Growth marketing seems to be the buzzword of the year. But, is it more than just a buzzword? Can growth marketing actually help your business grow like never before? Let’s find out!
“Finance owns the flow of cash in and out of a company, growth owns the flow of customers in and out of a product.”
Growth can be different for different companies like:
- Increasing their user base
- Increasing revenue
- Adding new staff members
- Partnering with more clients
However, one thing is for sure, without growth, in some shape or form, your business will eventually die. A consistent and more importantly, sustainable growth over a long period of time is what makes every business success.
Marketing plays a critical part in a company’s pursuit of growth. The efforts of marketing help bring more eyes towards the company to put it on the path to growth. However, growth doesn’t happen overnight.
There’s no “quick hack” or “viral formula“ that marketing whips out and BAM! your company grows 10x. Even if by chance it does, it’s certain that it won’t sustain that growth over a long period of time.
The only way a business can achieve true growth is by using marketing tactics, backed up by strategy and data. This is where growth marketing comes in.
Growth marketing is not just a buzzword. How do you think a company like Instagram, was bought after 2 years in business? It got acquired by the largest social network on the planet (ahem…Facebook) for a whopping $1 billion.
Or how about 6-year old Tinder that sees over a billion swipes per day? Growth marketing is not a passing fad. It’s not a “what’s new” in marketing.
Growth marketing is a serious strategy that’s changing the way up-and-coming startups are revolutionizing what growth means to a company and how it can be put to use effectively.
Without further ado, let’s jump straight to the basics of growth marketing. We’ll dive into what it really means, and how you too can implement growth marketing strategies to your business.
Before we discuss what growth marketing really is, we need to understand the origins of this obsession with hyperactive growth and the story that leads to job roles like “growth marketer” or “growth hacker”.
A Short History Lesson About Growth Hacking?
The term “growth hacker” was coined by serial entrepreneur and a growth hacker himself, Sean Ellis in 2010. Sean has worked on startups like Dropbox, LogMeIn, and Eventbrite and helped them skyrocket their growth.
Sean eventually became “The Person” startups went to when they needed to grow their user base. He would take equity and payment for his services and leave the startup after he had set up a sustainable growth model.
However, that’s when the problem started. He started looking for people to take his position in the startups he worked at and often found resumes of marketers in his inbox.
Sean was not looking for a traditional marketer; he needed someone who would do anything to increase the growth of a startup. Someone who used unconventional tactics and strategies. They needed to have the ability to understand data and algorithms to sustain the growth of the startups he helped.
Sean knew that the kind of strategies he had developed did not conform to the usual playbook used by traditional marketers, and he if hired a marketer, he would not be a good fit for the startup.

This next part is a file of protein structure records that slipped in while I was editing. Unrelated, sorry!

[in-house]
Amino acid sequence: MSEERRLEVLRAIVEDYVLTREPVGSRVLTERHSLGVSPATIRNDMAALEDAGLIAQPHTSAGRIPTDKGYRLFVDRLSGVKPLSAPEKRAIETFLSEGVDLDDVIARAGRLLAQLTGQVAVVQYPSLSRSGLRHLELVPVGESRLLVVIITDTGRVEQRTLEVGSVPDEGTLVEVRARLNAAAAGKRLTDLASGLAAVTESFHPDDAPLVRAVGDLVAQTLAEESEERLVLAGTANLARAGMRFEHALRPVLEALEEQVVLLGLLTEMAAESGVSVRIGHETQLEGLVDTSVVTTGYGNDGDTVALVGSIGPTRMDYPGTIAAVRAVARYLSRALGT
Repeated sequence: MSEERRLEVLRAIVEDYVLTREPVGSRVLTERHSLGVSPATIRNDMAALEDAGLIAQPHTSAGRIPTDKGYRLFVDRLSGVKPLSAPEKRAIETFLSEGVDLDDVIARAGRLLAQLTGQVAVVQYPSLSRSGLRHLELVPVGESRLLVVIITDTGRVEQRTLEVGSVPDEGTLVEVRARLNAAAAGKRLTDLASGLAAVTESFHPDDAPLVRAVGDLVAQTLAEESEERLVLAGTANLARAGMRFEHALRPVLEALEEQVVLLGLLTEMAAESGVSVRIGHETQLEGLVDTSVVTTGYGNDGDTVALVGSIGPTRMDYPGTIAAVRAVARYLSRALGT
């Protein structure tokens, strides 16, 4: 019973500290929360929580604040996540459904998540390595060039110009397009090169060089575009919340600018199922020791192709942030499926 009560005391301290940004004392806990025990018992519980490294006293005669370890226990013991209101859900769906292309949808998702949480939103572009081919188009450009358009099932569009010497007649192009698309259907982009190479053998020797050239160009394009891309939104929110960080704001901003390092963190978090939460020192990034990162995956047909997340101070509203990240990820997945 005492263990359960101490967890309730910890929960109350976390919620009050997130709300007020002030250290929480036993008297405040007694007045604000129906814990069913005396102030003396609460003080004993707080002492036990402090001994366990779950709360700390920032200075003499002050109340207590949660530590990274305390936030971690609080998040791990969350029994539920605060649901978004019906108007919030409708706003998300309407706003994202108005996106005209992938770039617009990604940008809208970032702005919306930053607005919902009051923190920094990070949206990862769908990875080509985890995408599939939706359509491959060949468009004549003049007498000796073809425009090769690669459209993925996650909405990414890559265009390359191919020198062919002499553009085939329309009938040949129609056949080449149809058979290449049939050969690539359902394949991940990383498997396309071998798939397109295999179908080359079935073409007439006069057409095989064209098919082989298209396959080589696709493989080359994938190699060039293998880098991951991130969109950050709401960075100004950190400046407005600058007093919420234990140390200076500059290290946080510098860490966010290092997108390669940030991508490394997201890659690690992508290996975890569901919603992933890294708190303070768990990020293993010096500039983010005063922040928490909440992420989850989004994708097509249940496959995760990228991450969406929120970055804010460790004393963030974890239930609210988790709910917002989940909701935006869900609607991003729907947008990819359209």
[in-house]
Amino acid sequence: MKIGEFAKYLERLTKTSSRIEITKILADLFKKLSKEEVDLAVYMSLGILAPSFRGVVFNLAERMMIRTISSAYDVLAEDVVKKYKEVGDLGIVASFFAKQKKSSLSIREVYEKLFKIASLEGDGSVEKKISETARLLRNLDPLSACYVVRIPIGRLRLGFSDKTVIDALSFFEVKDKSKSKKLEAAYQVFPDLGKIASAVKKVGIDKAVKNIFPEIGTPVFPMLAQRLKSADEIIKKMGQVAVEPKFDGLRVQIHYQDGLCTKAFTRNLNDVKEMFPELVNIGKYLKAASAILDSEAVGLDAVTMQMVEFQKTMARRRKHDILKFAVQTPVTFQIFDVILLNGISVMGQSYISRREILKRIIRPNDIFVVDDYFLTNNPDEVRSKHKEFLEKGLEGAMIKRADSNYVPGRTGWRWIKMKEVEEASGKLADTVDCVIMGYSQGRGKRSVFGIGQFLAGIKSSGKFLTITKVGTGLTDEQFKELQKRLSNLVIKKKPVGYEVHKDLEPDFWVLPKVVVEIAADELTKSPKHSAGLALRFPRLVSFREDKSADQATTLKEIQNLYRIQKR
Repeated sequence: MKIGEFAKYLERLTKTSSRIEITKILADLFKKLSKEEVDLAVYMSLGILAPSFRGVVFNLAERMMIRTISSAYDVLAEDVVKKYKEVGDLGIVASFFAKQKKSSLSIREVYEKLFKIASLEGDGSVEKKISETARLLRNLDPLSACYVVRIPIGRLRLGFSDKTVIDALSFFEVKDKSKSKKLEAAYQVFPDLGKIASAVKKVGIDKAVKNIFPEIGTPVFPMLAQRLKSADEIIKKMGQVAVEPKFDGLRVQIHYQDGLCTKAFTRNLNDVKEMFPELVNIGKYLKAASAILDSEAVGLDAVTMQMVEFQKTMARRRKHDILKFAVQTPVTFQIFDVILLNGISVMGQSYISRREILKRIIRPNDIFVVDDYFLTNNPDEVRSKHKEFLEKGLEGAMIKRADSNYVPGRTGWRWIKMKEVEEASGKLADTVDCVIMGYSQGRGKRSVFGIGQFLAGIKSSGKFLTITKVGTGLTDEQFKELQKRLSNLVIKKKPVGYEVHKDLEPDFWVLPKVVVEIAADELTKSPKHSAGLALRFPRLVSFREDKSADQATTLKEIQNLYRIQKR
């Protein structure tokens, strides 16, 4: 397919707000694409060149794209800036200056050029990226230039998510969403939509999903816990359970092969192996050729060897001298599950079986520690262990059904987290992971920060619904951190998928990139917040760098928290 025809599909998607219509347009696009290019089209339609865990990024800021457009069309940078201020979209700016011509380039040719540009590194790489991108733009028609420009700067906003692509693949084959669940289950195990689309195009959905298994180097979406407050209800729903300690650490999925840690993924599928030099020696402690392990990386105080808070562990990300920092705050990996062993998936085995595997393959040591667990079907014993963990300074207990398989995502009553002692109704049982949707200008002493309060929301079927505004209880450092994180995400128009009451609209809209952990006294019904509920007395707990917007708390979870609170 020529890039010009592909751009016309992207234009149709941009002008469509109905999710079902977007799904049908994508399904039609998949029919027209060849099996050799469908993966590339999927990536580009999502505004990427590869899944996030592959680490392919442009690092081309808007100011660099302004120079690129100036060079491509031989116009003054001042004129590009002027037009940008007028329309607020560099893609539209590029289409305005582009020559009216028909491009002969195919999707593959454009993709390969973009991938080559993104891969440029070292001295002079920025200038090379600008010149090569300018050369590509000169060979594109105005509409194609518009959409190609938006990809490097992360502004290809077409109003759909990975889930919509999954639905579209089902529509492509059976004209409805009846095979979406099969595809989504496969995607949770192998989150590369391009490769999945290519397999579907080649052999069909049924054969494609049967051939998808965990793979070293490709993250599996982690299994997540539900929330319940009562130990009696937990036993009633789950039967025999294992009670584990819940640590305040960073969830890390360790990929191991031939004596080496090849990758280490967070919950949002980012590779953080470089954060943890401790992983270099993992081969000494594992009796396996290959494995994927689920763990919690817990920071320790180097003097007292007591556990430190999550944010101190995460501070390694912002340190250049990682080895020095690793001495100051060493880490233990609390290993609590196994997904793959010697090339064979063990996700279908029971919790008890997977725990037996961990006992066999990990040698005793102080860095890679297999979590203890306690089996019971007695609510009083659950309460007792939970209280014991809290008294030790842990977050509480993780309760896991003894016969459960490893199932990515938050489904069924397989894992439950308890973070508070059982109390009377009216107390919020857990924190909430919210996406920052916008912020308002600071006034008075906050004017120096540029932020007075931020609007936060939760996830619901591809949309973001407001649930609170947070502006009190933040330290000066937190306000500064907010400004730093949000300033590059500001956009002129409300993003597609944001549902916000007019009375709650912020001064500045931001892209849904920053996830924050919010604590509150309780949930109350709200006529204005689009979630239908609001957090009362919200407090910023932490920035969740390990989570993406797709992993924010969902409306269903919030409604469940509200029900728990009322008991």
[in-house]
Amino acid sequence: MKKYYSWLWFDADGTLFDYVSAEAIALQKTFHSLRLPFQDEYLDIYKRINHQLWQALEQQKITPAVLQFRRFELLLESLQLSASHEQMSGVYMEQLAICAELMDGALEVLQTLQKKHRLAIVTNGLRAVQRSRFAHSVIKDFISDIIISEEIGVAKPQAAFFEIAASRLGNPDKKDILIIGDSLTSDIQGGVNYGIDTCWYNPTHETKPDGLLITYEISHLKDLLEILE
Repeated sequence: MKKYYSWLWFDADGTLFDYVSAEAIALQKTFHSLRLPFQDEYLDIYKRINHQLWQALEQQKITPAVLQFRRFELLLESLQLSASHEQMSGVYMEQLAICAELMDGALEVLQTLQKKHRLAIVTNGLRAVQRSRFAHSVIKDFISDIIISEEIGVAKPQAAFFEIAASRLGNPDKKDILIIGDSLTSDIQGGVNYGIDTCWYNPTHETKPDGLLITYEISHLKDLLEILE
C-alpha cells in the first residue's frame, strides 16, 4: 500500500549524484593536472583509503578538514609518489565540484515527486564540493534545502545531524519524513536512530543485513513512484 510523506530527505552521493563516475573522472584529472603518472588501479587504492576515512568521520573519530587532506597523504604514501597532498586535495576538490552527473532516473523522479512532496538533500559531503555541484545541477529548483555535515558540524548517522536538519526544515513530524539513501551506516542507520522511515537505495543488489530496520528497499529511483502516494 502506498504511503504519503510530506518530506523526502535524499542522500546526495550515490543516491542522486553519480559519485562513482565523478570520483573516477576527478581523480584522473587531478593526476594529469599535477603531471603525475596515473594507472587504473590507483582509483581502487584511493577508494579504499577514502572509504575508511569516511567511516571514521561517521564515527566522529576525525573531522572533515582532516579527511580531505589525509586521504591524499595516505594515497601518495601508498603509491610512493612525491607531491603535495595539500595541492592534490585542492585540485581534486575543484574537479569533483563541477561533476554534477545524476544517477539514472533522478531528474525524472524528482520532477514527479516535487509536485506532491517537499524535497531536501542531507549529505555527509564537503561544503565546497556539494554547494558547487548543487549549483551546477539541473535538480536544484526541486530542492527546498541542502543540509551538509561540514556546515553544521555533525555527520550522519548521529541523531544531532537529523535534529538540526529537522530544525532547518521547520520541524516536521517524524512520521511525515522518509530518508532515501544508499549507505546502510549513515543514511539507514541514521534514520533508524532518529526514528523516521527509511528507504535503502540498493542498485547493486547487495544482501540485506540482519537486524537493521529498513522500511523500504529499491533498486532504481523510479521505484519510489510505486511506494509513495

This frustration led to him releasing a blog post and created a new job role, one of a growth hacker.
What is Growth Marketing? (Definition)
Growth marketing is defined as marketing focused on maximizing the lifetime value of a customer at all stages of the sales funnel while minimizing the cost and time it takes to do so.
This means experimenting not only at the top of the funnel to acquire new customers but also laying down tactics and strategies to continue experiments down the funnel to increase retention.
Many people think of growth marketing or growth hacking as a one-off. A silver bullet that will make all their problems go away and increase their growth exponentially. You must have come across articles like “Top 5 growth hacks to skyrocket your success“.
What people don’t realize is that nobody ever built a company based on these listicles. These so-called “tricks” and “hacks” are carefully carried out across data-driven experiments, which after many iterations, lead the company to develop a framework for success.
“What people call a growth hack is usually running through as many experiments as possible until we find something beautiful that works perfectly. We call it the golden nugget, the silver bullet, the growth hack. It’s that beautiful moment when you’ve found a perfectly working playbook that will help your company grow.” – David Arnoux, Growth Tribe
Read more: 21 Best Growth Hacking Tools For Success
Growth Marketing VS Traditional Marketing
Traditional marketing involves companies focusing all their marketing efforts on the top of the sales funnel. A staggering 91% of marketers currently use content marketing to attract new customers and drive them down the sales pipeline.
The main goal of marketing is to generate new leads at the top and push them down for conversion. This is why over 85% of marketers state that lead generation is the most important goal of their marketing efforts.
However, this leads to a whole lot of missed opportunities regarding nurturing customers and building meaningful relationships. Apart from the acquisition, the entire sales funnel isn’t leveraged for growth.
While traditional marketing focuses on the top of the marketing funnel, which often means the strategies to acquire new customers, growth marketing also focuses on retaining these customers and taking customer engagement to a whole new level.
Why is Growth Marketing important?
Growth marketing focuses on the total lifetime value of the customer, using strategies to improve not only customer acquisition but also the number and frequency of purchases in the future.
What’s the point you ask? Consider the fact that existing customers are more likely to try new products and spend 31% more when they make a purchase when compared to new customers.
When a customer already knows and trusts you, it’s easier to upsell them to convince new prospects and start the acquisition process all over again.